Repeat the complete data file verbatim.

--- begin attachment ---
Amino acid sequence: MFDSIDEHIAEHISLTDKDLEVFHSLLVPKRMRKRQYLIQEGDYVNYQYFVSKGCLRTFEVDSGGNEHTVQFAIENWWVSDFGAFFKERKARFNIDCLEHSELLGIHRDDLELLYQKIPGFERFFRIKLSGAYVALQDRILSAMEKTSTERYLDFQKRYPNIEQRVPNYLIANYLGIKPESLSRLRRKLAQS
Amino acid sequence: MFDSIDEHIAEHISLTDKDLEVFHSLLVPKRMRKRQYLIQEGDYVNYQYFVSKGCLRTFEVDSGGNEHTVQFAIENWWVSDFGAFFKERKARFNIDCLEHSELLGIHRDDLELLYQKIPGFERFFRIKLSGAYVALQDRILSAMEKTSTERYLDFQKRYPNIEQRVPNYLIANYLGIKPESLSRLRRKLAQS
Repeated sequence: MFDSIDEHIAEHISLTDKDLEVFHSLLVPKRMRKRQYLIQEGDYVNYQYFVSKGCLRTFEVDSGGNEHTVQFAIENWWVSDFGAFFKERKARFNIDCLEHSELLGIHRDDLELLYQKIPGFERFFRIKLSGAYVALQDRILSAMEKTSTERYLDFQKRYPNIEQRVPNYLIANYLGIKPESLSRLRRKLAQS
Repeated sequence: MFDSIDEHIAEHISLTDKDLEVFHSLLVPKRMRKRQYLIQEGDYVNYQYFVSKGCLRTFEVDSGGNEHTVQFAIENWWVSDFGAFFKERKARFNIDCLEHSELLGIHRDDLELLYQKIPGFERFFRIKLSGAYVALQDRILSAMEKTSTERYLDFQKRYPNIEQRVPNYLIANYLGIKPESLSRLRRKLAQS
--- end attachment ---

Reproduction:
Amino acid sequence: MFDSIDEHIAEHISLTDKDLEVFHSLLVPKRMRKRQYLIQEGDYVNYQYFVSKGCLRTFEVDSGGNEHTVQFAIENWWVSDFGAFFKERKARFNIDCLEHSELLGIHRDDLELLYQKIPGFERFFRIKLSGAYVALQDRILSAMEKTSTERYLDFQKRYPNIEQRVPNYLIANYLGIKPESLSRLRRKLAQS
Amino acid sequence: MFDSIDEHIAEHISLTDKDLEVFHSLLVPKRMRKRQYLIQEGDYVNYQYFVSKGCLRTFEVDSGGNEHTVQFAIENWWVSDFGAFFKERKARFNIDCLEHSELLGIHRDDLELLYQKIPGFERFFRIKLSGAYVALQDRILSAMEKTSTERYLDFQKRYPNIEQRVPNYLIANYLGIKPESLSRLRRKLAQS
Repeated sequence: MFDSIDEHIAEHISLTDKDLEVFHSLLVPKRMRKRQYLIQEGDYVNYQYFVSKGCLRTFEVDSGGNEHTVQFAIENWWVSDFGAFFKERKARFNIDCLEHSELLGIHRDDLELLYQKIPGFERFFRIKLSGAYVALQDRILSAMEKTSTERYLDFQKRYPNIEQRVPNYLIANYLGIKPESLSRLRRKLAQS
Repeated sequence: MFDSIDEHIAEHISLTDKDLEVFHSLLVPKRMRKRQYLIQEGDYVNYQYFVSKGCLRTFEVDSGGNEHTVQFAIENWWVSDFGAFFKERKARFNIDCLEHSELLGIHRDDLELLYQKIPGFERFFRIKLSGAYVALQDRILSAMEKTSTERYLDFQKRYPNIEQRVPNYLIANYLGIKPESLSRLRRKLAQS